In the end, if you’re interested in poker and know who Stu Ungar is, you might find yourself wanting to see this movie and for the most part, you won’t be too disappointed if you keep your expectation low. I think director A.W. Vidmer could make a very interesting movie but he really needs to do something on his own and not try to copy a director who is clearly more talented. There really isn’t a single original aspect to this story and the amount of cliché scenes just doesn’t really pay off in the end. High Roller: The Stu Ungar Story is a decent film but even a poor episode of SportsCentury would have had more originality.

    VIDEO---The film is shown widescreen (1.85:1) and is enhanced for 16x9 TVs. This is a fairly low budget film and it certainly looks that way but New Line does what they can with the material. The biggest issue is some small amounts of dirt in a few of the nighttime scenes and there are a few too many speckles on the print for a film two years old. Some minor edge enhancement can also be seen but all of this is being a bit too nitpicky and I’m sure most won’t notice this stuff unless you’re actually looking for it. The rest of the transfer is pretty good with vivid colors that really come into play once we hit Vegas. The detailed colors really bring out the best in the look of the city and this includes the wonderful looking neon lights and even the actual color of the cards. The black levels are consistent and strong throughout and flesh tones look accurate.

    AUDIO---As with most releases from New Line these days, we get a Dolby Digital 5.1 track as well as a DTS Surround and DD 2.0 Stereo Surround track. I know we’ve got many supporters of DTS but I personally feel many of the recent DTS tracks are only included so that shoppers will have a reason to buy a certain title. Once again I compared the DTS to the 5.1 track and there is little to no difference. The film is dialogue driven and both tracks deliver clear, smooth dialogue without any problems. The Surrounds are basically used to show off the soundtrack, which includes all types of music and this too sounds very nice. Every once in a while the Surrounds will try to show off some slot machine noise but this is distant in the background. There really isn’t too many “action” shots so the dialogue is the most important thing and both tracks due justice to it. In comparison, I heard absolutely no sign that these tracks were different.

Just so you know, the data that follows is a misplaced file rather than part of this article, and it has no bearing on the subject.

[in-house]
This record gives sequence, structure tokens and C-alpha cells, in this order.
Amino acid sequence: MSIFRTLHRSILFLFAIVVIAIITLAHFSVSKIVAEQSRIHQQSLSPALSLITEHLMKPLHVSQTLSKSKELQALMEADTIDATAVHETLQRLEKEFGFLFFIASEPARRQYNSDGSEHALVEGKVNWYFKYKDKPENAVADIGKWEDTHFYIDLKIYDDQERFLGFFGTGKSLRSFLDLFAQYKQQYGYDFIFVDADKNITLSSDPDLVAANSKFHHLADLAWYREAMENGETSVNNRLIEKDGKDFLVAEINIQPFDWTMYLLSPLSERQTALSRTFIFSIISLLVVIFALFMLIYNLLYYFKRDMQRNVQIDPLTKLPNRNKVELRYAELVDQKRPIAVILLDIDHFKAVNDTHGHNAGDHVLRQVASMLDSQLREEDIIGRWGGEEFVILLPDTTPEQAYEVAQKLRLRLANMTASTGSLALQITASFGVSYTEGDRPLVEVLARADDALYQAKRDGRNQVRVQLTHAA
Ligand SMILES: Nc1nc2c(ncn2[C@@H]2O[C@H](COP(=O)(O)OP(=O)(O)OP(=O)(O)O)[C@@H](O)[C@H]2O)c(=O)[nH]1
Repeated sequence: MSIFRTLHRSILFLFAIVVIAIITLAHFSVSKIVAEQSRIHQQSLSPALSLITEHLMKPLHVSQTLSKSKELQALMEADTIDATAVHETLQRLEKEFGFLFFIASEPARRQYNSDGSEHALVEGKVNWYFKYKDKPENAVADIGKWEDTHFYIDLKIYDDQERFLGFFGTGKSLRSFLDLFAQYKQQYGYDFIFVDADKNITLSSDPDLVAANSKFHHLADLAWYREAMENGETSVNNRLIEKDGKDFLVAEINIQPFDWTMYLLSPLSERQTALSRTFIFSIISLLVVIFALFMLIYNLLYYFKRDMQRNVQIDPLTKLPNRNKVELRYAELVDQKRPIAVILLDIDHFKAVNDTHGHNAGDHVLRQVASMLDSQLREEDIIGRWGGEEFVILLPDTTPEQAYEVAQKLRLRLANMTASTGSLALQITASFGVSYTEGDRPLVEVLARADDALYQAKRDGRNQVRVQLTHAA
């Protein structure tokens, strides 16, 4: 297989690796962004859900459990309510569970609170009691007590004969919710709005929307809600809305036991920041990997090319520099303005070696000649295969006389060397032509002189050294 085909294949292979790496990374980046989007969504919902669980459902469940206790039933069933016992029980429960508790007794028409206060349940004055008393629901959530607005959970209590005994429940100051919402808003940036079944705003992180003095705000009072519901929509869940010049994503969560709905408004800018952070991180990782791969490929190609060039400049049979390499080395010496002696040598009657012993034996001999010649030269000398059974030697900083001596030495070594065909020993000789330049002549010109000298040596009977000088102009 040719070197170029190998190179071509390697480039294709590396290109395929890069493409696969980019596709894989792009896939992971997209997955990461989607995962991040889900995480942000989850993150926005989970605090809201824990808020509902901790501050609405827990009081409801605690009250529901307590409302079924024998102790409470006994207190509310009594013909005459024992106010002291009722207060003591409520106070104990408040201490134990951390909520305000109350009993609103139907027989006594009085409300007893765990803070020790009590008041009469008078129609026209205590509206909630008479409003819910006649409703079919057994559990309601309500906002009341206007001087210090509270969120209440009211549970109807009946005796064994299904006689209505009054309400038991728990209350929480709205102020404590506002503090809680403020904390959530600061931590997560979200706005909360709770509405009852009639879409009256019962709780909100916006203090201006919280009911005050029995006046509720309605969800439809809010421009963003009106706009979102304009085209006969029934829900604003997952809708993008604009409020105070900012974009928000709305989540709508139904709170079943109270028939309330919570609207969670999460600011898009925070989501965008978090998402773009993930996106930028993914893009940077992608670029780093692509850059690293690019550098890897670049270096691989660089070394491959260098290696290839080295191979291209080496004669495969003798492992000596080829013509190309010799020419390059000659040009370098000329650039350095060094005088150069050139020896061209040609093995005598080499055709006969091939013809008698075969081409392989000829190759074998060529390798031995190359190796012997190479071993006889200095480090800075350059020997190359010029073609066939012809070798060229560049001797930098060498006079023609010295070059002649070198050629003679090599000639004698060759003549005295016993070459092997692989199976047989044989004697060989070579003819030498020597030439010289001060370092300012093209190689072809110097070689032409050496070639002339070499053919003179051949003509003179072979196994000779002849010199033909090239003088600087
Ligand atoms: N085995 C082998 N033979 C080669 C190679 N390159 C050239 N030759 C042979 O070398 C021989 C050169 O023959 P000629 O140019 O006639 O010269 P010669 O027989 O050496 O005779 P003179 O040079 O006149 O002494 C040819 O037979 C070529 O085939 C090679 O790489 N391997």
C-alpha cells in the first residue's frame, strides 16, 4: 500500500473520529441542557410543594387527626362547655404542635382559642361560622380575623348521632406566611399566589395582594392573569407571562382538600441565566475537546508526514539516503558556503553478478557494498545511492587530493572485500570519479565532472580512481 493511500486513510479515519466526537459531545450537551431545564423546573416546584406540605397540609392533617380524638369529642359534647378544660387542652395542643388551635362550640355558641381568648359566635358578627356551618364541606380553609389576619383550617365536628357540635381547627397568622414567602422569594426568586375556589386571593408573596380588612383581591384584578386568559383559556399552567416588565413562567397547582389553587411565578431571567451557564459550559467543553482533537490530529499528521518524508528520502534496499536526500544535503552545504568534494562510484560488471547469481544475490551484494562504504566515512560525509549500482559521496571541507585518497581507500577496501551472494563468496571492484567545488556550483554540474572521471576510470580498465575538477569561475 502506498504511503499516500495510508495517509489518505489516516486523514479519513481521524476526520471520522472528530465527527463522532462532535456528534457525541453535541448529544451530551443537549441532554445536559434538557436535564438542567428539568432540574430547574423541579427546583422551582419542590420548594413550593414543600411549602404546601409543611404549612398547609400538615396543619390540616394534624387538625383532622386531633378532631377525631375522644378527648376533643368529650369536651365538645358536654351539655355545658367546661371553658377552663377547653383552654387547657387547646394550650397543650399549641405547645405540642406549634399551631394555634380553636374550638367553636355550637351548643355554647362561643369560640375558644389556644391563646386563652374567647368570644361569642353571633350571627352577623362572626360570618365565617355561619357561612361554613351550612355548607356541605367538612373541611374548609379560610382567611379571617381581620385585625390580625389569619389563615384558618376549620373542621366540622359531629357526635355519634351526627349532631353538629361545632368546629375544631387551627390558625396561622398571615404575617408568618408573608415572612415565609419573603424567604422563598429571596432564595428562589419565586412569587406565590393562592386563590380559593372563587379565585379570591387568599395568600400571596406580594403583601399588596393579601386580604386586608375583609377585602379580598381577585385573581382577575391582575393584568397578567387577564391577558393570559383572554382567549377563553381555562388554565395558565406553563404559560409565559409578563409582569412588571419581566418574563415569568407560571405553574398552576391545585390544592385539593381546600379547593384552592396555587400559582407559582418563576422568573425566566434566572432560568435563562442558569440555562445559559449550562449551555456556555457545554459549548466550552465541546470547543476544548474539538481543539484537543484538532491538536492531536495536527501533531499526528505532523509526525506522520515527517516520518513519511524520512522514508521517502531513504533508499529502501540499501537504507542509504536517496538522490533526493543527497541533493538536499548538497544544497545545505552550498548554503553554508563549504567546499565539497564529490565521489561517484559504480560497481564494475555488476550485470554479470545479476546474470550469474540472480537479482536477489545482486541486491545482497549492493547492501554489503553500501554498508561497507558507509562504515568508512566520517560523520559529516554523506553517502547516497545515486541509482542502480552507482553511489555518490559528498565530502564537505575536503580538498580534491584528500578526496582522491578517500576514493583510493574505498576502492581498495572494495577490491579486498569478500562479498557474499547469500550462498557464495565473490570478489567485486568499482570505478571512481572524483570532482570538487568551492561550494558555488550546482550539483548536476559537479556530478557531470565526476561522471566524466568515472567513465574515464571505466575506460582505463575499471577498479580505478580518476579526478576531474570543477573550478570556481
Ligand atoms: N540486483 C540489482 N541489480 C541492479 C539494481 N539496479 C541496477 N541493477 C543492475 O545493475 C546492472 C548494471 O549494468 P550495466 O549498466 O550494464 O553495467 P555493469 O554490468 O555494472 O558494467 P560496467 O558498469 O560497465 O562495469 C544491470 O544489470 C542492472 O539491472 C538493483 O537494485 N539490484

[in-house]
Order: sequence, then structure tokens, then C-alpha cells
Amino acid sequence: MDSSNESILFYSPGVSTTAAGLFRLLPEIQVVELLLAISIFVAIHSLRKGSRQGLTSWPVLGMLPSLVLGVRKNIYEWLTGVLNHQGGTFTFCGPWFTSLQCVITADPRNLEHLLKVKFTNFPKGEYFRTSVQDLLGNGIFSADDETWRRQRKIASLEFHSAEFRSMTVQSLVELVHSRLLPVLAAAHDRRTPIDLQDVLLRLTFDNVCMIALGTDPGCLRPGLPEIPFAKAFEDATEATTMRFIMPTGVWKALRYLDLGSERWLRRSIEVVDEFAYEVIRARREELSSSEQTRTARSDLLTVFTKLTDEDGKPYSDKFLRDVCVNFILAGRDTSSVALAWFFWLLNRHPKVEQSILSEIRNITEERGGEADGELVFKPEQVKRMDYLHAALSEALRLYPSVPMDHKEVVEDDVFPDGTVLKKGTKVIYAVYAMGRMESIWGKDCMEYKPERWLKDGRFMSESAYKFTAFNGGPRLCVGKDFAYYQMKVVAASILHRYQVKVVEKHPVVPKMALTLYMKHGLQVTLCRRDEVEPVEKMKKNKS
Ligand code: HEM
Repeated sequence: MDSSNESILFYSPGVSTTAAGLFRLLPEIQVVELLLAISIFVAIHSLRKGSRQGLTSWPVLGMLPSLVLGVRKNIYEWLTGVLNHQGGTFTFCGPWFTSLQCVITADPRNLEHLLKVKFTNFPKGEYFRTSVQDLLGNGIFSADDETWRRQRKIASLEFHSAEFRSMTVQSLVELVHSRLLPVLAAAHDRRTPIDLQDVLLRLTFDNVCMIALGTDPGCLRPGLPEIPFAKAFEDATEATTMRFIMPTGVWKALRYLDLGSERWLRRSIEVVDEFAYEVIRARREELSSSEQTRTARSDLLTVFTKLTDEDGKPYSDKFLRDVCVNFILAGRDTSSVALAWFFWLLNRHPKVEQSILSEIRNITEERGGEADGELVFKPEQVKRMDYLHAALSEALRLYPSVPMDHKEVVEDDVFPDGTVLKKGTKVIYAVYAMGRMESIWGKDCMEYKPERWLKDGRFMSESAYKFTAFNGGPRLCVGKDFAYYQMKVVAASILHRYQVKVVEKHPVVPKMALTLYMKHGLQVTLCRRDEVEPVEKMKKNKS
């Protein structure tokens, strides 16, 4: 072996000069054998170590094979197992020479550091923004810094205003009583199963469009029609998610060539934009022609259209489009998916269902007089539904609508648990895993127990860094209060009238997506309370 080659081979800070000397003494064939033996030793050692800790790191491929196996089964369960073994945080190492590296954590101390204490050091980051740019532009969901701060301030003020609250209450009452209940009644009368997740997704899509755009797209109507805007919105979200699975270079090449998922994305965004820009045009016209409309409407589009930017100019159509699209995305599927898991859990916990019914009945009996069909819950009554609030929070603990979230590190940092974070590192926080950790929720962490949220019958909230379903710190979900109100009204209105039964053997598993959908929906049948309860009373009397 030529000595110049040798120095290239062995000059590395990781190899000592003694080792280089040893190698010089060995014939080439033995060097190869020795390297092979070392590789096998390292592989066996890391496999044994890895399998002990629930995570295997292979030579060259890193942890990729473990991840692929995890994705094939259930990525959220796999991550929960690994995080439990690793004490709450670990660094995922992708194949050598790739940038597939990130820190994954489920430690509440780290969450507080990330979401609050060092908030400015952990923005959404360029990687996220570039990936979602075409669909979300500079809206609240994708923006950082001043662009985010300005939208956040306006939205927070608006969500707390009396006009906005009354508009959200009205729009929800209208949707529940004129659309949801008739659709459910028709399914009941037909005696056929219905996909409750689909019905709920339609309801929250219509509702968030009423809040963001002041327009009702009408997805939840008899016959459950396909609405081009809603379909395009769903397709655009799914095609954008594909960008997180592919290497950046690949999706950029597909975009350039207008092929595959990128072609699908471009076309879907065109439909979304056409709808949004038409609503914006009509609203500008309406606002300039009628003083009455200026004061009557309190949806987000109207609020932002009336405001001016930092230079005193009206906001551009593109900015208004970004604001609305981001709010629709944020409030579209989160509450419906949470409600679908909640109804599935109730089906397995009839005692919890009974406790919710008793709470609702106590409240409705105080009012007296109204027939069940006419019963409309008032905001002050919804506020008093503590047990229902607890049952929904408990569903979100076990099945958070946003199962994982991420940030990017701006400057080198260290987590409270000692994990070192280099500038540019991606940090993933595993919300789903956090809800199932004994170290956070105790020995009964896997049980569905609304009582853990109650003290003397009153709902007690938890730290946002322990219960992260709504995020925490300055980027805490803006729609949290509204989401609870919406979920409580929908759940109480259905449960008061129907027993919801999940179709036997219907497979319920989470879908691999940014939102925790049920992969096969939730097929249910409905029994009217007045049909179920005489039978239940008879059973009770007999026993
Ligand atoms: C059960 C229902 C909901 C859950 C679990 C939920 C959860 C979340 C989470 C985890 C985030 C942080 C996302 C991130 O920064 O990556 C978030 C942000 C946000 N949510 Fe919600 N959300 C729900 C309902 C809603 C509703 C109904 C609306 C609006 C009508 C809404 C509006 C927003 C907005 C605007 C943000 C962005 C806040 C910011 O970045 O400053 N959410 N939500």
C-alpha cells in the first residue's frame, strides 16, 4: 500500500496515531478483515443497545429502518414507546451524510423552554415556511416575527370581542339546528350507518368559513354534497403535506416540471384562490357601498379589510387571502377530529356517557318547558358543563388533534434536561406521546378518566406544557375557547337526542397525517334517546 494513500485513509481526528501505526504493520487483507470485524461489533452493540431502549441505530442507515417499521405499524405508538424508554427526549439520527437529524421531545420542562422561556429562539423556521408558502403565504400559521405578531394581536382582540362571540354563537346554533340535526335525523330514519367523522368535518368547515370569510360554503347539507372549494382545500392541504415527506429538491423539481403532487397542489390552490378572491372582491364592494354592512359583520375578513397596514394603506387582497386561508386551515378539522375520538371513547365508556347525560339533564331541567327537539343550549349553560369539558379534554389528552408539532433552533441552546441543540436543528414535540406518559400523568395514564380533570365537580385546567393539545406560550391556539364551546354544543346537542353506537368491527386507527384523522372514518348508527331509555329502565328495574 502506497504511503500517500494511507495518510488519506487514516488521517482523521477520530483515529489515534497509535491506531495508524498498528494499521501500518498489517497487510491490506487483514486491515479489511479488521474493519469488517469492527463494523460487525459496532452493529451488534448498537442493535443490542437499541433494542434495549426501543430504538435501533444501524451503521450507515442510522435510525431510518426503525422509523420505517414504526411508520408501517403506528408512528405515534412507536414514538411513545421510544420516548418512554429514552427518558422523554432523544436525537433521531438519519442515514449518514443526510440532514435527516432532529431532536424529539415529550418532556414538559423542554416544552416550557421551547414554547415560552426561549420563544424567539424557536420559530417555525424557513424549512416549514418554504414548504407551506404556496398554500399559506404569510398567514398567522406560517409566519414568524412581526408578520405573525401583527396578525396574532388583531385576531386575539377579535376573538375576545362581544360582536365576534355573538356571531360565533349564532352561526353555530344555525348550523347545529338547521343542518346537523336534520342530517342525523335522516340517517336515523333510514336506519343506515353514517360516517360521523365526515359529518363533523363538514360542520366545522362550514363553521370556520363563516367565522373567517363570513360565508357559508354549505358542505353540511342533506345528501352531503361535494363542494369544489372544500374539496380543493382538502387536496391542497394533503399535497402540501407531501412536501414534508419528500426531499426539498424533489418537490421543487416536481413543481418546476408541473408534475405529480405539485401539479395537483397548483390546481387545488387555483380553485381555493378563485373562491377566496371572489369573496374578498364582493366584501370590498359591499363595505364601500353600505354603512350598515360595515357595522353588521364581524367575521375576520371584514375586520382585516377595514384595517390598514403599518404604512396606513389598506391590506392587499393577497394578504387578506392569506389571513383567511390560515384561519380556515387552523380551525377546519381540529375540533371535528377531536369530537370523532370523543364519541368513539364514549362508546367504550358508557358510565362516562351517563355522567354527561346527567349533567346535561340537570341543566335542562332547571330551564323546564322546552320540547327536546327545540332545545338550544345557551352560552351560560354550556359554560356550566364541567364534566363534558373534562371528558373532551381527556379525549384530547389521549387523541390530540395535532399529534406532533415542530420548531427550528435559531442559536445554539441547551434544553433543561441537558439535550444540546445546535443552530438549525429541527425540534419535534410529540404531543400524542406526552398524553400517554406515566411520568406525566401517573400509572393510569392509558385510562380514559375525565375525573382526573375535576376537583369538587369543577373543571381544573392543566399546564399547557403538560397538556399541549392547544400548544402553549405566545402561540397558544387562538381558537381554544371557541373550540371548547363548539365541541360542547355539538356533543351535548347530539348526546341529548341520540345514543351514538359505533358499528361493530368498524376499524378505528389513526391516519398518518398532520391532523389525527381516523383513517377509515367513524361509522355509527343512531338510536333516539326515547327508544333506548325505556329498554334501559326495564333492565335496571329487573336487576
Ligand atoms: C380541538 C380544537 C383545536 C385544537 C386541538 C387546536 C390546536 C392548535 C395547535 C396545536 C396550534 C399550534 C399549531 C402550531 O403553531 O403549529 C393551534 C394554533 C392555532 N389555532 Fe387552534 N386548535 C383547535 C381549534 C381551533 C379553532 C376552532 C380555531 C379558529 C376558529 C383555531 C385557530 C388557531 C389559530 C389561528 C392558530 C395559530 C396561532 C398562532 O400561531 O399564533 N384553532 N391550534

EXTRAS---Up first is a music video called “Yesterdays” by Marc Eric, which really didn’t get me too excited. The only other extras is an audio commentary track with star Imperioli, actress Renee Faia, director Vidmar and poker expert Vince Van Patten. The track starts off with the director and Faia but Imperioli doesn’t join for quite some nice. The track is decent but I really wouldn’t go out of my way to tell anyone they should listen to it. The director goes through various details about the making of the film and where it was shot. He also speaks about some deleted scenes, which are not included on the DVD. Faia really doesn’t say much and Imperioli doesn’t either, although he gives a few details about his research into Ungar. The most interesting aspect is when the poker experts jumps in towards the end of the film and talks mainly about Ungar and his various projects in Vegas.

    OVERALL---Fans of poker or Stu Ungar will probably be very interested in this film but I’d recommend a rental over a purchase since the film really doesn’t offer anything we haven’t seen before. This is a small film that New Line picked up but they still give us a nice transfer and a few minor extras. The 5.1 and DTS tracks really aren’t any different so pick as you will.

    Release Date: March 15th, 2005
  2. Ira Siegel

    Ira Siegel Stunt Coordinator

    Nov 28, 2004
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    Thanks for the insightful review, Mike.